Advanced analytics: Beyond simple data collection are the more complex research functions. Particularly in large-scale communities, advanced analytics can add immense value. Machine learning can unlock deeper insight into member data, analytics can produce new customer segmentations. Your Insight Community can also be used for pricing analysis and predictive modelling. All of this requires specialist resource, which many community platforms lack. If you want to use your community to its full potential, these capabilities should be a requirement.

Insight and consultancy: Data is only half the story – to turn it into insight you need experienced qualitative and quantitative researchers who can take Insight Community outputs and find the most impactful and actionable results for your business. This needs a team with sector or brand knowledge and whether you have someone inhouse or outsourced, they need to be aware of your business goals and problems.

Creative and design: Insights are useless unless they are noticed and acted on by your business. You need to produce eye-catching and memorable assets in the form of videos, infographics, reports, images, posters, memes. These will help socialise the insights among the community’s stakeholders above and beyond a standard dashboard and can be the difference between a high-impact community and one that fails to reach its potential.

Community strategy: The final key role is the most strategic – the community needs an overall owner or leadership team, whose job is to make sure the community is in continual alignment with the wider business strategy and to keep stakeholders engaged. The most vital part of this role is defining and tracking KPIs and measuring the ROI of the community.

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Ensuring ROI

The whole point of having an Insight Community is to make better-informed decisions. The problem is that it can be tricky to put a monetary cost against this.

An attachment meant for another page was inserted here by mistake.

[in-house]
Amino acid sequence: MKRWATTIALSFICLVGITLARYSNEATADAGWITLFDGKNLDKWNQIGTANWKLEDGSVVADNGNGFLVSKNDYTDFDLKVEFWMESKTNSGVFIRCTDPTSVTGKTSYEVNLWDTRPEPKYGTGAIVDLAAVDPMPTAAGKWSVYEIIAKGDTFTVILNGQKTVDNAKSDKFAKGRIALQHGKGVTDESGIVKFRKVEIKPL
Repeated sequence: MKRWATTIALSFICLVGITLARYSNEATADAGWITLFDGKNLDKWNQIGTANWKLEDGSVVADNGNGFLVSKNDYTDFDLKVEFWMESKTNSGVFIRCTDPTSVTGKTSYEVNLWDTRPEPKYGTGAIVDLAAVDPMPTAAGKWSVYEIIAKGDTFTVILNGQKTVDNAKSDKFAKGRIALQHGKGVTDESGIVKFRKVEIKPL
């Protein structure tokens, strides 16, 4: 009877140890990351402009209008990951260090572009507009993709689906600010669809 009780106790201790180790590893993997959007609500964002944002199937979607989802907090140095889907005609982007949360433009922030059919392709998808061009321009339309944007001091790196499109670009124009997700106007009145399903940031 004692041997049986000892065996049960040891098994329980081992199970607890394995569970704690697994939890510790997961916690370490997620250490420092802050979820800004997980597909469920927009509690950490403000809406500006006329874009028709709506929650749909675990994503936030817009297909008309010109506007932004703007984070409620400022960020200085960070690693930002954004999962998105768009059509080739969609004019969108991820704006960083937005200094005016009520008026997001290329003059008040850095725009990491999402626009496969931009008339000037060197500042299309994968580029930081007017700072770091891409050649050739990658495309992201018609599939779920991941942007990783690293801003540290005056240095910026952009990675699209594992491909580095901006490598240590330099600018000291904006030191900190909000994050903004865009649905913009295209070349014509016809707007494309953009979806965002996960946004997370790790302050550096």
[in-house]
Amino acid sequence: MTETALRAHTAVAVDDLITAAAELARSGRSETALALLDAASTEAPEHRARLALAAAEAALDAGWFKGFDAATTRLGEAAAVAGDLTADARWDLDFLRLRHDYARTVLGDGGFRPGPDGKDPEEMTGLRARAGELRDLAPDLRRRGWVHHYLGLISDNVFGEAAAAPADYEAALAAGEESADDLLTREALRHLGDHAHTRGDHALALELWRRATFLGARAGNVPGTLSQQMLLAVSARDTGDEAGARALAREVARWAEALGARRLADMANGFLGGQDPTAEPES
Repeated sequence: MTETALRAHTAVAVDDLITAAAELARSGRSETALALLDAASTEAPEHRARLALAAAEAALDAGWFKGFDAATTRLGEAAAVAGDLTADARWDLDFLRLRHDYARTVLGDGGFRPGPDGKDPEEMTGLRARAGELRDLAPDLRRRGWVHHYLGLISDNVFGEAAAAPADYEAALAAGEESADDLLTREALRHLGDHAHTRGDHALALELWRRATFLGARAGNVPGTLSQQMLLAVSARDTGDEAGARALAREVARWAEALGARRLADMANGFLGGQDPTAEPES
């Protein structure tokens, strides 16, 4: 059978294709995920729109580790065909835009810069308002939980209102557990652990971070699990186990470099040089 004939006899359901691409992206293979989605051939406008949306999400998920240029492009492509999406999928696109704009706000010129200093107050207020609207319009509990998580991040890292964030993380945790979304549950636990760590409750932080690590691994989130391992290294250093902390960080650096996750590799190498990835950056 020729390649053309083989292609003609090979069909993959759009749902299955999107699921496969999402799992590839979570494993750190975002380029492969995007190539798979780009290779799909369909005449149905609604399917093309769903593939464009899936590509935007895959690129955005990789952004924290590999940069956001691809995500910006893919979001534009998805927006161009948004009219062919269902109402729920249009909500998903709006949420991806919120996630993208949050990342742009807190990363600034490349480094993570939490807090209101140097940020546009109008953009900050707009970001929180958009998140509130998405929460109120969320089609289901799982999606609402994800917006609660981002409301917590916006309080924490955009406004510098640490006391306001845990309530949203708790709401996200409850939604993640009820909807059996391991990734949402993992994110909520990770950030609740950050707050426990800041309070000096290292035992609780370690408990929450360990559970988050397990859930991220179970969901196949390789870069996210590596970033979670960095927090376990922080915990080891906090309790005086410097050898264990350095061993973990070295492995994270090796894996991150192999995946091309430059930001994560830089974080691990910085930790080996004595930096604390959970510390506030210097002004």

Here’s 7 ways you can measure ROI:

Stakeholder impact: How has the Insight Community and the projects run through it helped stakeholders? Have its insights been valuable? Has it provided strong findings for negotiations with buyers or suppliers? Has it made senior people’s job easier? Have processes changed because of it? This might be a bit tricky to measure but by looking through the different projects you’ve used your community for, you’ll soon have a good idea on the impact it might have had.

Value creation: Creating value. Saving money. Preventing losses. These are the three broad ways in which insight can help you to support profitability and growth. Value creation is the most eye-catching of these. Has the Insight Community led to decisions which have created new value for the business – for instance product launches, changes in policy, or other customer closeness initiatives?

Cost efficiencies: Has an Insight Community identified efficiencies and saved the business money? In many cases an Insight Community will itself be a long-term cost efficiency compared to the cost of the many research pieces it replaces.

The feedback from the community can also be vital for identifying areas of low priority for customers where money can be saved.

Insight accessibility: A community that makes insight more accessible and more embedded within the business is doing a good job, and this can be measured in multiple ways – views of outputs, internal email open and click rates, qualitative or survey feedback, and requests for user access.

Cross-charging: Some brands run their Insight Community as a chargeable internal resource, with other units/functions paying to conduct projects through it. If this is the case, ROI will be whether the community is paying for itself via internal usage.

Loss prevention: Prevent your brand from making mistakes and bad investments. Whilst Insight Communities can help with this, it’s the hardest to prove the value of, since it’s tricky to measure predicted losses. In some cases, though, the advice of an Insight Community will have been critical preventing such errors.

Volume & value of insight: One major reason for running an Insight Community is to replace and expand on existing research work while saving money in the long term. Run more projects and deliver more results, while reducing the cost.

These are some of the measures you can monitor as a way of demonstrating ROI. But in themselves they don’t prove that the Insight Community has been a business success. This is where you need to connect your measures to business issues and provide evidence that the community has had a beneficial impact.

This article is an excerpt from our series of 3 ebooks around insight communities. Download now to receive:

  1. Why every brand needs an Insight Community

  2. 10 steps to creating and running the very best insight community

  3. Turning your Insight Community into a strategic asset